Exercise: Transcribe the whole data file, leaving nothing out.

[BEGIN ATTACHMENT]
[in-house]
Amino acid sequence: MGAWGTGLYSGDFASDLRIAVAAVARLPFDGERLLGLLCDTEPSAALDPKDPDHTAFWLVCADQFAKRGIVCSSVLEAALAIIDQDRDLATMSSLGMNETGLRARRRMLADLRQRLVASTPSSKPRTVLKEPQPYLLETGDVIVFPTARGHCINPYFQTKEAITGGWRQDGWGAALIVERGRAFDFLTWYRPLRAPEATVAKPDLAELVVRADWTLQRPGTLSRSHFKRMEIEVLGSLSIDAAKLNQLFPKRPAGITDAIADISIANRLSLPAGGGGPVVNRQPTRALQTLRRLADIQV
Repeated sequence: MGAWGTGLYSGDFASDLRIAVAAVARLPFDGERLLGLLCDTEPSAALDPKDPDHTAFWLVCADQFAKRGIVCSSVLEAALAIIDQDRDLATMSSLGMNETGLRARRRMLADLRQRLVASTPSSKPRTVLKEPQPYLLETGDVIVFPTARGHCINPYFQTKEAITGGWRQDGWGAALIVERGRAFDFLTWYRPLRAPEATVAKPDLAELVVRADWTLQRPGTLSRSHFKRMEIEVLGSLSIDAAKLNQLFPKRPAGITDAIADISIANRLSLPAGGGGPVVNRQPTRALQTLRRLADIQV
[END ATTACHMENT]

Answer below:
[in-house]
Amino acid sequence: MGAWGTGLYSGDFASDLRIAVAAVARLPFDGERLLGLLCDTEPSAALDPKDPDHTAFWLVCADQFAKRGIVCSSVLEAALAIIDQDRDLATMSSLGMNETGLRARRRMLADLRQRLVASTPSSKPRTVLKEPQPYLLETGDVIVFPTARGHCINPYFQTKEAITGGWRQDGWGAALIVERGRAFDFLTWYRPLRAPEATVAKPDLAELVVRADWTLQRPGTLSRSHFKRMEIEVLGSLSIDAAKLNQLFPKRPAGITDAIADISIANRLSLPAGGGGPVVNRQPTRALQTLRRLADIQV
Repeated sequence: MGAWGTGLYSGDFASDLRIAVAAVARLPFDGERLLGLLCDTEPSAALDPKDPDHTAFWLVCADQFAKRGIVCSSVLEAALAIIDQDRDLATMSSLGMNETGLRARRRMLADLRQRLVASTPSSKPRTVLKEPQPYLLETGDVIVFPTARGHCINPYFQTKEAITGGWRQDGWGAALIVERGRAFDFLTWYRPLRAPEATVAKPDLAELVVRADWTLQRPGTLSRSHFKRMEIEVLGSLSIDAAKLNQLFPKRPAGITDAIADISIANRLSLPAGGGGPVVNRQPTRALQTLRRLADIQV